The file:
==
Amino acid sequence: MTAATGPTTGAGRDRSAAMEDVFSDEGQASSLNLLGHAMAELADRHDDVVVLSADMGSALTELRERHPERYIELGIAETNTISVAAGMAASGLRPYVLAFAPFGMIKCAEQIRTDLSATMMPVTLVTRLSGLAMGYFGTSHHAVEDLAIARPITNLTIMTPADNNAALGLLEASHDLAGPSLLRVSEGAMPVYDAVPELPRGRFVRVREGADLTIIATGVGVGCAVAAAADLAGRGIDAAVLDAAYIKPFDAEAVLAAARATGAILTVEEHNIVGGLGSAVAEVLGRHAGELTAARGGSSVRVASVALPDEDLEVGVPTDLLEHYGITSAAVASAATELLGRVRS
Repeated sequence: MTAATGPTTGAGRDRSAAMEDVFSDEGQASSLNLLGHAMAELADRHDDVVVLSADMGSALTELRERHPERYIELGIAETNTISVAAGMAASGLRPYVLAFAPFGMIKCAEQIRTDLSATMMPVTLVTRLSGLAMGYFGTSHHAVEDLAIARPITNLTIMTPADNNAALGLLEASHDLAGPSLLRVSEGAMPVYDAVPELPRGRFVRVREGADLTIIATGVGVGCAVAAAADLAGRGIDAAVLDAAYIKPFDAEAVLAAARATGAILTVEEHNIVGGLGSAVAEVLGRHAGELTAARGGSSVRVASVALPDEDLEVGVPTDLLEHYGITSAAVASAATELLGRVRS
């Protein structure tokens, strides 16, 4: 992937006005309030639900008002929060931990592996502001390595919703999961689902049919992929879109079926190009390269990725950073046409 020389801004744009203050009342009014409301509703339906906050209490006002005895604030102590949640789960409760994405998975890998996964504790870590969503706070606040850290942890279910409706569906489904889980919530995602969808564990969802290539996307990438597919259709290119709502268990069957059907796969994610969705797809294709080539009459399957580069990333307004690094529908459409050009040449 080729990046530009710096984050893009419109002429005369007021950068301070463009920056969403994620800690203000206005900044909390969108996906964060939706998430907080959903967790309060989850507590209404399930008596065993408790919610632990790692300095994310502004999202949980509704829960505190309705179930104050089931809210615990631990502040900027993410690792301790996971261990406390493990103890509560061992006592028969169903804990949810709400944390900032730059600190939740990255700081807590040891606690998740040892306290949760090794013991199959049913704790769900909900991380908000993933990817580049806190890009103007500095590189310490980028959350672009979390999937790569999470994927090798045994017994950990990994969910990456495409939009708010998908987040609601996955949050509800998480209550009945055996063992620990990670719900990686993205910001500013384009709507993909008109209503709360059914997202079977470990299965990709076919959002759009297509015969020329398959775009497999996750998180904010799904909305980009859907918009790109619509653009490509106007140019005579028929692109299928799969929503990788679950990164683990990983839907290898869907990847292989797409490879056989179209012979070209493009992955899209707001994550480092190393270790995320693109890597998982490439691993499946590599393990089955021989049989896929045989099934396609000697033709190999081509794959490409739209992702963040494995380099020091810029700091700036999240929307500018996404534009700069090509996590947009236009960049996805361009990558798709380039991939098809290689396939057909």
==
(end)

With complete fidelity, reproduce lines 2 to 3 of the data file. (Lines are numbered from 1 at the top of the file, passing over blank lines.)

Repeated sequence: MTAATGPTTGAGRDRSAAMEDVFSDEGQASSLNLLGHAMAELADRHDDVVVLSADMGSALTELRERHPERYIELGIAETNTISVAAGMAASGLRPYVLAFAPFGMIKCAEQIRTDLSATMMPVTLVTRLSGLAMGYFGTSHHAVEDLAIARPITNLTIMTPADNNAALGLLEASHDLAGPSLLRVSEGAMPVYDAVPELPRGRFVRVREGADLTIIATGVGVGCAVAAAADLAGRGIDAAVLDAAYIKPFDAEAVLAAARATGAILTVEEHNIVGGLGSAVAEVLGRHAGELTAARGGSSVRVASVALPDEDLEVGVPTDLLEHYGITSAAVASAATELLGRVRS
């Protein structure tokens, strides 16, 4: 992937006005309030639900008002929060931990592996502001390595919703999961689902049919992929879109079926190009390269990725950073046409 020389801004744009203050009342009014409301509703339906906050209490006002005895604030102590949640789960409760994405998975890998996964504790870590969503706070606040850290942890279910409706569906489904889980919530995602969808564990969802290539996307990438597919259709290119709502268990069957059907796969994610969705797809294709080539009459399957580069990333307004690094529908459409050009040449 080729990046530009710096984050893009419109002429005369007021950068301070463009920056969403994620800690203000206005900044909390969108996906964060939706998430907080959903967790309060989850507590209404399930008596065993408790919610632990790692300095994310502004999202949980509704829960505190309705179930104050089931809210615990631990502040900027993410690792301790996971261990406390493990103890509560061992006592028969169903804990949810709400944390900032730059600190939740990255700081807590040891606690998740040892306290949760090794013991199959049913704790769900909900991380908000993933990817580049806190890009103007500095590189310490980028959350672009979390999937790569999470994927090798045994017994950990990994969910990456495409939009708010998908987040609601996955949050509800998480209550009945055996063992620990990670719900990686993205910001500013384009709507993909008109209503709360059914997202079977470990299965990709076919959002759009297509015969020329398959775009497999996750998180904010799904909305980009859907918009790109619509653009490509106007140019005579028929692109299928799969929503990788679950990164683990990983839907290898869907990847292989797409490879056989179209012979070209493009992955899209707001994550480092190393270790995320693109890597998982490439691993499946590599393990089955021989049989896929045989099934396609000697033709190999081509794959490409739209992702963040494995380099020091810029700091700036999240929307500018996404534009700069090509996590947009236009960049996805361009990558798709380039991939098809290689396939057909």